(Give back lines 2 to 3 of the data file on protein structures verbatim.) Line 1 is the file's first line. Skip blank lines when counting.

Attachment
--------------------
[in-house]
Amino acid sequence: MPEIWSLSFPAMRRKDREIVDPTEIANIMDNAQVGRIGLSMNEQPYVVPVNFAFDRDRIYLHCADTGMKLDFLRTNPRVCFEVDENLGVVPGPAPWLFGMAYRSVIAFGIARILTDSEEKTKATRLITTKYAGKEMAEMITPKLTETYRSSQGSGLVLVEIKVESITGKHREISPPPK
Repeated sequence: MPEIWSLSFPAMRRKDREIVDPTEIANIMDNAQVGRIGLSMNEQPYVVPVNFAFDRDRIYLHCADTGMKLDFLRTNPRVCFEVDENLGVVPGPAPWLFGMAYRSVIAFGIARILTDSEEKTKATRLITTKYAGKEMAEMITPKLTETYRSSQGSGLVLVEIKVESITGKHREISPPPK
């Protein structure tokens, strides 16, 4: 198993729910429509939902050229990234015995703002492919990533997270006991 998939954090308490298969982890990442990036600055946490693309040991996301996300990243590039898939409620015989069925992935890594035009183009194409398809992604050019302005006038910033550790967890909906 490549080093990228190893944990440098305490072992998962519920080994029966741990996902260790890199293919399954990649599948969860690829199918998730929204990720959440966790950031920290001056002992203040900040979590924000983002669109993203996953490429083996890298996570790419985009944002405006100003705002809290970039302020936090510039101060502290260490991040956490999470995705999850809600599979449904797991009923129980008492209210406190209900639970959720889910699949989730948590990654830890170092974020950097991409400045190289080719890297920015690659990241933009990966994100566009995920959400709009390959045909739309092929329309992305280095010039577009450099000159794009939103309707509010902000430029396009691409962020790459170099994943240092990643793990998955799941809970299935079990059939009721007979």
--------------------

Amino acid sequence: MPEIWSLSFPAMRRKDREIVDPTEIANIMDNAQVGRIGLSMNEQPYVVPVNFAFDRDRIYLHCADTGMKLDFLRTNPRVCFEVDENLGVVPGPAPWLFGMAYRSVIAFGIARILTDSEEKTKATRLITTKYAGKEMAEMITPKLTETYRSSQGSGLVLVEIKVESITGKHREISPPPK
Repeated sequence: MPEIWSLSFPAMRRKDREIVDPTEIANIMDNAQVGRIGLSMNEQPYVVPVNFAFDRDRIYLHCADTGMKLDFLRTNPRVCFEVDENLGVVPGPAPWLFGMAYRSVIAFGIARILTDSEEKTKATRLITTKYAGKEMAEMITPKLTETYRSSQGSGLVLVEIKVESITGKHREISPPPK